Don’t forget your pets in your wildfire emergency plans | State Fire Marshal’s Office

Every family benefits from having an emergency safety plan; this plan must include your pets! You are responsible for their safety and well-being. Pets often sense disasters before they happen and can become confused, agitated and fearful. During fire season, be on the alert for this type of behavior and secure your pet as soon as possible to prevent them from running off in panic.

  • Tuesday, August 16, 2016 3:30pm
  • News

Every family benefits from having an emergency safety plan; this plan must include your pets! You are responsible for their safety and well-being. Pets often sense disasters before they happen and can become confused, agitated and fearful. During fire season, be on the alert for this type of behavior and secure your pet as soon as possible to prevent them from running off in panic.

Just as with your family’s emergency supply kit, pet owners should also have a pet survival kit. The State Fire Marshal’s Office recommends the following tips for assembling your pet’s survival kit:

Pet Survival Kit Checklist

  • Food, water and medicine(s) for five days.
  • Medical and veterinary records in a waterproof container. Most boarding kennels, veterinarians and animal shelters will need records to verify all vaccinations are current.
  • First aid kit.
  • ID your pet. Make sure your pet’s tags are up to date and securely fastened; if lost, this is their ticket home! Also consider microchipping your pets.
  • Crate or other pet carrier. Carriers should be large enough to house your pet comfortably for several hours.
  • A current photo of you and your pet together. This will aid in locating your pet if lost and also in establishing ownership.
  • Familiar items. These will help to reduce stress.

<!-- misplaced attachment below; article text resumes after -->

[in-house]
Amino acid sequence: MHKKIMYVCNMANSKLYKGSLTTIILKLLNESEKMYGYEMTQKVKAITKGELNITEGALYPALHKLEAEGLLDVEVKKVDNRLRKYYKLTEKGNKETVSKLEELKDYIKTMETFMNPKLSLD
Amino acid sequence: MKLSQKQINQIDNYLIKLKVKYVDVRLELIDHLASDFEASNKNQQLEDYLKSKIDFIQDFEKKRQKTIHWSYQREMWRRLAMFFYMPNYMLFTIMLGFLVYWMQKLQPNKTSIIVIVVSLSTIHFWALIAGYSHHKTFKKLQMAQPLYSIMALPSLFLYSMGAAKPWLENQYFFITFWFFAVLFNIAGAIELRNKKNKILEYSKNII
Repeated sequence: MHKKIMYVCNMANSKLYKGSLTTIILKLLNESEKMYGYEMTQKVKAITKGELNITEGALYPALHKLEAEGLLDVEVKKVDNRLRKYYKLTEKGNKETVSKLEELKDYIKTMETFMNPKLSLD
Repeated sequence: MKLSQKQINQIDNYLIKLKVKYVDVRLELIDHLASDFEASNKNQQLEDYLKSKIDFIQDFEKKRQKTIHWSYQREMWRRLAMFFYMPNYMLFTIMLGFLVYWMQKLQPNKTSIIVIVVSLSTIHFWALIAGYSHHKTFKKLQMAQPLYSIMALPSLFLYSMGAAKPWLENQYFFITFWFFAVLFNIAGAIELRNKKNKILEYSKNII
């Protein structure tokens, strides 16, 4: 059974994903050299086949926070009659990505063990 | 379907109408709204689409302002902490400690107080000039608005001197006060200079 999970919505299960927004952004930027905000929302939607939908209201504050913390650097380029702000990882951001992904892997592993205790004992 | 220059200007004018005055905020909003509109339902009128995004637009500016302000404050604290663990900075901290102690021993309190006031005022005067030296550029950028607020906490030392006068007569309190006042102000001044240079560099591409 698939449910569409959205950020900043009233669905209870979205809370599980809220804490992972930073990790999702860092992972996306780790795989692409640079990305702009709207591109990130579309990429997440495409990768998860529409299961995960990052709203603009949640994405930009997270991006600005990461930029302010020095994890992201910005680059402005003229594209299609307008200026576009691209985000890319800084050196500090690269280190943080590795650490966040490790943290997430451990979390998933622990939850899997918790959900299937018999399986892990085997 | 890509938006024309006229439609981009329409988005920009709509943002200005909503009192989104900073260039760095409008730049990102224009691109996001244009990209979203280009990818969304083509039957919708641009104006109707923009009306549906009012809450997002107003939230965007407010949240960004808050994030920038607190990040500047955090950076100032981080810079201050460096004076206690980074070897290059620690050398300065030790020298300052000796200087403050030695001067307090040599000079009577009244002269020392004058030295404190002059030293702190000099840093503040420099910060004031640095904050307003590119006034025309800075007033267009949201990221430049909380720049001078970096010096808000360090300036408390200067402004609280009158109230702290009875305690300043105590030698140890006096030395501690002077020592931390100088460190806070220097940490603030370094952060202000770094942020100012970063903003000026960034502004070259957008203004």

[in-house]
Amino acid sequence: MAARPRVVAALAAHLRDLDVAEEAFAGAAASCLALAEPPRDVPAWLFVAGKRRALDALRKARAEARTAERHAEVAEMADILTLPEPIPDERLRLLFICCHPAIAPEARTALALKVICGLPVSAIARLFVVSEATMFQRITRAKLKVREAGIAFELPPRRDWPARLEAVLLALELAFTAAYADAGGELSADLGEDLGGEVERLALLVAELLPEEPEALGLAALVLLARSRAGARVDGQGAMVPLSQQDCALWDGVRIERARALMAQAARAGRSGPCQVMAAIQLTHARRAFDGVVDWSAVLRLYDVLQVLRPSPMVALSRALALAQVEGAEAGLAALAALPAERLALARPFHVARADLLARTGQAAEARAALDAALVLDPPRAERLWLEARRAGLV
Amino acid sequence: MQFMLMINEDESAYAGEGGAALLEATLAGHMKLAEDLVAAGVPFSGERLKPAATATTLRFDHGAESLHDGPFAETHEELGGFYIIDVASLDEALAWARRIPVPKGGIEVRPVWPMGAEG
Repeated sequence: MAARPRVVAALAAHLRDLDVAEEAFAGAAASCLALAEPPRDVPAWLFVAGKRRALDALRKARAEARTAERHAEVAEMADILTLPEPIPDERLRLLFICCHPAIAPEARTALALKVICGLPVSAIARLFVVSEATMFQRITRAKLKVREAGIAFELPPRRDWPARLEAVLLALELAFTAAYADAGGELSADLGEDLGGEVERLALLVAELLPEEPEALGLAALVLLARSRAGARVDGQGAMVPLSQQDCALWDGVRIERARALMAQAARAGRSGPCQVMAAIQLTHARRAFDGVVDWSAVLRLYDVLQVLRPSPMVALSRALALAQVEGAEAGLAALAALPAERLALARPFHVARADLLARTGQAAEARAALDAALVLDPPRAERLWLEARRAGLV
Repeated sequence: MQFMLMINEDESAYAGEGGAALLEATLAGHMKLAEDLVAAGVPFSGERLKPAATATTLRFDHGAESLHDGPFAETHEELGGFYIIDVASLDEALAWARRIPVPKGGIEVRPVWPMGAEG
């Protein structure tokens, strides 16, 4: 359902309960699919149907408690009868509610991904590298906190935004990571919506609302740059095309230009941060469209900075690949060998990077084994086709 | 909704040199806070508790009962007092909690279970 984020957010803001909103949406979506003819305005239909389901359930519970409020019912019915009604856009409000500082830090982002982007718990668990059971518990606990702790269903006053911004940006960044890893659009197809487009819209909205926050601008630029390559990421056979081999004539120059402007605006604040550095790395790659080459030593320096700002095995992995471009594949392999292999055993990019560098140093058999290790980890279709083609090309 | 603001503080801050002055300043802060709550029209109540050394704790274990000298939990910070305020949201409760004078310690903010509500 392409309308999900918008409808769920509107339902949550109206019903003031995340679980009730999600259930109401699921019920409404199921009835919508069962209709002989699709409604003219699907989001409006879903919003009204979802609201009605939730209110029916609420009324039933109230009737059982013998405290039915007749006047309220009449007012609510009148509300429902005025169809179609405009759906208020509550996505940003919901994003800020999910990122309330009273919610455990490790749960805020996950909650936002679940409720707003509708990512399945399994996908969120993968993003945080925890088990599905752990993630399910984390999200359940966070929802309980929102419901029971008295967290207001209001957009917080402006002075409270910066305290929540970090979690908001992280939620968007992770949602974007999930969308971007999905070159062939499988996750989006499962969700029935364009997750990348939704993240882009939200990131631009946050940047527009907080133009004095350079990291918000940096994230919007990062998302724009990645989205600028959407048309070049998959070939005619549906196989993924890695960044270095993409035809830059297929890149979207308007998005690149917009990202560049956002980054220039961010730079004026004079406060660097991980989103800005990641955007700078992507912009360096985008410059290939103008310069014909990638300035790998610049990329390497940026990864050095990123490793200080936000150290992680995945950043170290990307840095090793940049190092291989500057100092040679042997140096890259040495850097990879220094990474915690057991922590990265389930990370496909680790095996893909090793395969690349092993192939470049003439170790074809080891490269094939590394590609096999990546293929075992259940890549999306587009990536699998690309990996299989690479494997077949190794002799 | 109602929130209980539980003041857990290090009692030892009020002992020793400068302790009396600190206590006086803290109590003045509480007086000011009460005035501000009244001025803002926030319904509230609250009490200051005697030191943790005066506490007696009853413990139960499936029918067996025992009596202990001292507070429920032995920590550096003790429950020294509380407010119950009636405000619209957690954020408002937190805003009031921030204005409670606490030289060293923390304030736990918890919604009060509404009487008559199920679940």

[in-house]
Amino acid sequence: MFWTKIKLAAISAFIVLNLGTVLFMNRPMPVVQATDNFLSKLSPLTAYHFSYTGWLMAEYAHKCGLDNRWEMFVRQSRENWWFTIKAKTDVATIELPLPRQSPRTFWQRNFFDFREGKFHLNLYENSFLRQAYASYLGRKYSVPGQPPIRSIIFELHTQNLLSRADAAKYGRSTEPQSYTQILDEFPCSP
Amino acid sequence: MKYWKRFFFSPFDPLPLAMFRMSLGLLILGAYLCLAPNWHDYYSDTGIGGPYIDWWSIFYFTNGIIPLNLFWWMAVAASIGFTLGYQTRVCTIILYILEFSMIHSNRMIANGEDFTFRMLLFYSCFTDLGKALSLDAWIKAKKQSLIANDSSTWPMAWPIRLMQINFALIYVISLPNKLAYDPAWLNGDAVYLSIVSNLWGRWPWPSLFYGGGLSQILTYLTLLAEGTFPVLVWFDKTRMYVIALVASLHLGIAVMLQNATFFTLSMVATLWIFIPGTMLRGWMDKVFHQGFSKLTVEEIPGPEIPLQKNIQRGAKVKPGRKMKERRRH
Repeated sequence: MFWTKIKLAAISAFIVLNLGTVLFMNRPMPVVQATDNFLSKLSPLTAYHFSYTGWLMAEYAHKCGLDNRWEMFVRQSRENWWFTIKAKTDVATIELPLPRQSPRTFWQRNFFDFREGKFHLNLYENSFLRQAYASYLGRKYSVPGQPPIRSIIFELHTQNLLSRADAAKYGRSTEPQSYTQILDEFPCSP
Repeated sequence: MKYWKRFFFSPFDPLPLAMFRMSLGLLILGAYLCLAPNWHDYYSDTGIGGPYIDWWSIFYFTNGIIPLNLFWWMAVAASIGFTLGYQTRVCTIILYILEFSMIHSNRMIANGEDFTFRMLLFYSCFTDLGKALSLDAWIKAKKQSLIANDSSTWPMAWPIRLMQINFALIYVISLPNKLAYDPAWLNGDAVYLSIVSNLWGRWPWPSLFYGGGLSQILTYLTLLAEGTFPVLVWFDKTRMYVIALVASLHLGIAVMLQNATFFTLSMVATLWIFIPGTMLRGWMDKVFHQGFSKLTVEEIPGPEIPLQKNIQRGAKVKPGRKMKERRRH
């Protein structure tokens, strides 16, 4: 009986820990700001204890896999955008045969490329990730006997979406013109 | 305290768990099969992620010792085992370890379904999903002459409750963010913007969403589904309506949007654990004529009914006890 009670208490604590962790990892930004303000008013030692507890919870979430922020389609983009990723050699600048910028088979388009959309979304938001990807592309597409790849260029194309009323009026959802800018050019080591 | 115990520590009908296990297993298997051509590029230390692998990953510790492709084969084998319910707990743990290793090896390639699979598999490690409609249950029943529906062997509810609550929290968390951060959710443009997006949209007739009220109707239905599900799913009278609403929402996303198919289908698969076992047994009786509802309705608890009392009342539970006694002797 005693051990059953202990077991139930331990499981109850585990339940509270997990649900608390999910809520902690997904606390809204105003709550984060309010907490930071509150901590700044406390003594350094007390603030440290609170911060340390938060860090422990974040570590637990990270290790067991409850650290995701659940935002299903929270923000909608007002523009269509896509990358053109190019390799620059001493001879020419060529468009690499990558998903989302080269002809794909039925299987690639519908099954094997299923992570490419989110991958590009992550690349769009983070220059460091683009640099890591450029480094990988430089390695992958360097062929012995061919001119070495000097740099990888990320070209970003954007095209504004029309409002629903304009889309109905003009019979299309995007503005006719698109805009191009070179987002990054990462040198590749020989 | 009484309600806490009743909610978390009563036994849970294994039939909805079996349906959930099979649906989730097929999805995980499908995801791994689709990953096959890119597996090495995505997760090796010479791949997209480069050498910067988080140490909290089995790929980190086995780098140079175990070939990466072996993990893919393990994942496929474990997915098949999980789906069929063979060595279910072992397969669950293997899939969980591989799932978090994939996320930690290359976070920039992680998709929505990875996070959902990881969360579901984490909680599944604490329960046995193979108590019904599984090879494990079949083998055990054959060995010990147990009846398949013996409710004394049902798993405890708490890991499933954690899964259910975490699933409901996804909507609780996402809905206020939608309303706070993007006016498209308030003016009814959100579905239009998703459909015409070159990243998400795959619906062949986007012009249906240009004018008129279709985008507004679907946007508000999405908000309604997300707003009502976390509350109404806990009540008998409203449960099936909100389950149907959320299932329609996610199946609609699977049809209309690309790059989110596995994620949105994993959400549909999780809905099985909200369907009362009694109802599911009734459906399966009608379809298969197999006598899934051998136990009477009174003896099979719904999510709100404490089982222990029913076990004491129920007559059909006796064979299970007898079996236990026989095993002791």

• Special feeding, exercise or medication instructions.
  • Sanitary supplies.

Pet-friendly facilities or lodgings should be identified in your plan, as many emergency shelters cannot accept pets for public health reasons. Some options are boarding kennels, veterinary hospitals, emergency animal shelters and some hotels or motels. The Humane Society advises that pets turned loose or left behind to fend for themselves are likely to become victims of starvation, predators, contaminated food or water, accidents or exposure to the elements.

If it is necessary to leave your pet at home during a wildfire, there are some precautions you must take. Identify a safe room and confine your pet to that area – never leave your pet chained outside. Place stickers on the front- and backdoors to notify neighbors, firefighters, police and other emergency service personnel of the number and type of animals that are in the house and where they are located. Also provide a number where you or another appropriate contact can be reached as well as the name and number of your vet.

Be sure to familiarize yourself and your family with the evacuation levels for your county and check with local law enforcement regarding evacuations and returning to your home. You may not be able to retrieve your pet during certain evacuation levels.

It is also important to check with local health services and animal hospitals about any diseases spreading as a result of the wildfire and their suggested preventative measures. For more information on disaster preparedness for your pet contact the Humane Society of the United States (www.hsus.org), the American Veterinary Medical Association (www.avma.org), the American Red Cross (www.redcross.org) or your veterinarian.

For more information, please visit the Ready.gov website at: www.ready.gov/animals.

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